There are a lot of "ifs" when it comes to Johnson & Johnson's new drug-coated stent, called Cypher. The biggest question is timing: The stent could be a billion-dollar product this year if the Food & Drug Administration approves it in time to give J&J a head start against rivals. A stent is used to prop open arteries after angioplasty; the new device is coated with a drug that prevents those arteries from reclogging. The agency has held off giving its O.K. over a number of issues, including the shelf life of the stent. A short shelf life could hinder J&J's ability to meet initial market demand, since it wouldn't be able to sell all the stents it has manufactured already. The company says it has addressed all FDA concerns.
Even if the stent hits the market soon, as J&J has said, rivals won't be far behind. Boston Scientific Corp. is developing a stent coated with a different drug that it could launch by year's end. And if the two devices are equally effective, doctors may not favor J&J's version. That's because analysts say Boston Scientific's metal stent itself, as well as the system for inserting it into the body, is more flexible and easier to use.
Then there's the risk of a backlash against the cost of J&J's new stent. In 1994, when J&J introduced the first widely used one, the company irked cardiologists with the stent's steep price: $1,600. Nor had J&J gotten additional Medicare reimbursement for hospitals. To make matters worse, it took the company three years to develop a meaningful improvement on the original. The result is that J&J lost its dominance in a crucial market it helped to create. Robert W. Croce, company group chairman for Cordis, the unit developing the stent, says J&J has successfully lobbied for increased Medicare reimbursement in advance this time (good thing, since the stent might go for as much as $3,000) and plans to roll out a new and better version every 15 months.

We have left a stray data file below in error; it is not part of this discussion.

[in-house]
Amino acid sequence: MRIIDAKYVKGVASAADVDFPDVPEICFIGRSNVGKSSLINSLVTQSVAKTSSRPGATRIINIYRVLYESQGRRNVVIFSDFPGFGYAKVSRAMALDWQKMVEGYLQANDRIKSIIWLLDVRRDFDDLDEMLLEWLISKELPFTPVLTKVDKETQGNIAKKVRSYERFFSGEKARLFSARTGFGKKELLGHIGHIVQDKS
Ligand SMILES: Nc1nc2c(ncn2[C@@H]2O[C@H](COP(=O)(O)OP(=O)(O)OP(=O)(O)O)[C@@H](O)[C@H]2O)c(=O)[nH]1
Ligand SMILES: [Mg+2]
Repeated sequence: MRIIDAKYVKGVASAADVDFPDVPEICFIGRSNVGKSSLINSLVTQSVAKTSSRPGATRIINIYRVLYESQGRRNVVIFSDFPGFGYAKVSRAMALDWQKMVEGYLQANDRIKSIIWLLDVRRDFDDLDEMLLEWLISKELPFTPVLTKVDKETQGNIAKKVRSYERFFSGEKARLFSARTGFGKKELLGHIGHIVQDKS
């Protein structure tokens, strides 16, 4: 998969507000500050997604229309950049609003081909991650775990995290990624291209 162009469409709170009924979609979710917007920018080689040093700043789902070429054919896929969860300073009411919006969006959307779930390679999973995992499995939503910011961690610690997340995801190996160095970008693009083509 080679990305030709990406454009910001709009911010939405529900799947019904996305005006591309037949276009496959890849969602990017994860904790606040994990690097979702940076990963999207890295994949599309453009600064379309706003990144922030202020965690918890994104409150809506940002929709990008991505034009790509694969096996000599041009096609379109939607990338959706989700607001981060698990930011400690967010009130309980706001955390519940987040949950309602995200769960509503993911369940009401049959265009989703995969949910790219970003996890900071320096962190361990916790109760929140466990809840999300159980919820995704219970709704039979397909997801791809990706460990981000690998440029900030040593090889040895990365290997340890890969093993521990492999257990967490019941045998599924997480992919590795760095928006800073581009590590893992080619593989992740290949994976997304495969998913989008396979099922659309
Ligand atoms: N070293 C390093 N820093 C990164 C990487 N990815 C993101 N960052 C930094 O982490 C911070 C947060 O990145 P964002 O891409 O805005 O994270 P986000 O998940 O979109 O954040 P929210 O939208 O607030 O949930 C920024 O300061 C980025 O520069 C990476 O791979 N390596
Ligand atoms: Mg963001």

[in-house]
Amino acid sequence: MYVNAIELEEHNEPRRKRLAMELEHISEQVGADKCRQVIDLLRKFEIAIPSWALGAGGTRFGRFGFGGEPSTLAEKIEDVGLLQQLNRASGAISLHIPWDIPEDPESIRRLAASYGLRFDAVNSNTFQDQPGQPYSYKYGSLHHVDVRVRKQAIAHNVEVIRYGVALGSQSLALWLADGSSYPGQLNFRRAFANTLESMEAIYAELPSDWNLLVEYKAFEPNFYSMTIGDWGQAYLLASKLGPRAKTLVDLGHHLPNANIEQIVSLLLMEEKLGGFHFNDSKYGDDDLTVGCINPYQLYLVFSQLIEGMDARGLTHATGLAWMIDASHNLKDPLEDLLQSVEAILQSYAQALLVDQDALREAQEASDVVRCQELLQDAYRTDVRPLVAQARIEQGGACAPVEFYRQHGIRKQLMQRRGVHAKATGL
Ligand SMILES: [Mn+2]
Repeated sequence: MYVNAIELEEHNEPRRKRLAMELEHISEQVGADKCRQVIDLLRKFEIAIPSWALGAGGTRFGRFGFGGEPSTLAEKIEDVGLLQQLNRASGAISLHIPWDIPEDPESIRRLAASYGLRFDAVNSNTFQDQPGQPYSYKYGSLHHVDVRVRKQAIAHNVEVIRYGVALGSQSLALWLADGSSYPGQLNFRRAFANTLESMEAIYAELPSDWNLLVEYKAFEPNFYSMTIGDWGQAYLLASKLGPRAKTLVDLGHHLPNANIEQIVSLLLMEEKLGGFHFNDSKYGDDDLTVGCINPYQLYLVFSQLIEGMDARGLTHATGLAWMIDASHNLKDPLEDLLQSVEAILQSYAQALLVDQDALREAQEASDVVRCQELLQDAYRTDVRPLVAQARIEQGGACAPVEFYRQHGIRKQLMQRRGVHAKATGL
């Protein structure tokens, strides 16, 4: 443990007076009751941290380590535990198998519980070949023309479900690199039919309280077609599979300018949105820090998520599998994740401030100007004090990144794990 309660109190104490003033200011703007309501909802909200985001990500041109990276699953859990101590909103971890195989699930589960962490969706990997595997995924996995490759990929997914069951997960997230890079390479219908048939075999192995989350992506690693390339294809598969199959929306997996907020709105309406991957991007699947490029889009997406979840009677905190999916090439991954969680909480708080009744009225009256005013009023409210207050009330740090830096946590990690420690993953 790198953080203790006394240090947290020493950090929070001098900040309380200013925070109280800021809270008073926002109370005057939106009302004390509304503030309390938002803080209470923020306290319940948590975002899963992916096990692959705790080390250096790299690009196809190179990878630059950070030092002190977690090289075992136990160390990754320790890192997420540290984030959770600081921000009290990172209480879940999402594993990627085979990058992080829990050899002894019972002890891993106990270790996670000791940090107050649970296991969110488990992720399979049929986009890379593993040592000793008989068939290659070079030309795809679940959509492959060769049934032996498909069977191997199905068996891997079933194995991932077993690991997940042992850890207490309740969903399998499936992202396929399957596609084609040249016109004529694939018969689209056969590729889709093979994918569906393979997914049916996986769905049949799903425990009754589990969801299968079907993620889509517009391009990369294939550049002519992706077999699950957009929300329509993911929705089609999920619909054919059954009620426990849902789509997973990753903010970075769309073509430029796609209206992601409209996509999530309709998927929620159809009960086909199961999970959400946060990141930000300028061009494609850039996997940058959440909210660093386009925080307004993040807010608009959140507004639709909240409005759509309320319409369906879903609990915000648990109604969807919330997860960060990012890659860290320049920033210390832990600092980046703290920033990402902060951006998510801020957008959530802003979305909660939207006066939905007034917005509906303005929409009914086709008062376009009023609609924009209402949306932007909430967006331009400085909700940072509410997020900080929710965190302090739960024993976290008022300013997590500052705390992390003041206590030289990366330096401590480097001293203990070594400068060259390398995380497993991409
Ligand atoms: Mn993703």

But Brue Chandler, executive vice-president at St. Joseph's Health System in Atlanta, says he has already heard Cordis sales representatives mention the possibility of discounts on other company products to help offset the price of the stent. "I find that objectionable, because it doesn't go to the core issue of introducing a product at a [reasonable] price," says Chandler. He adds: "They've already begun alienating the purchasing market." J&J's Croce says the company will work with hospitals to deal with their concerns about the stent's cost. And it won't do so by offering selective discounts on other products. Still, if J&J isn't careful, history could repeat itself.
By Amy Barrett in New Brunswick, N.J.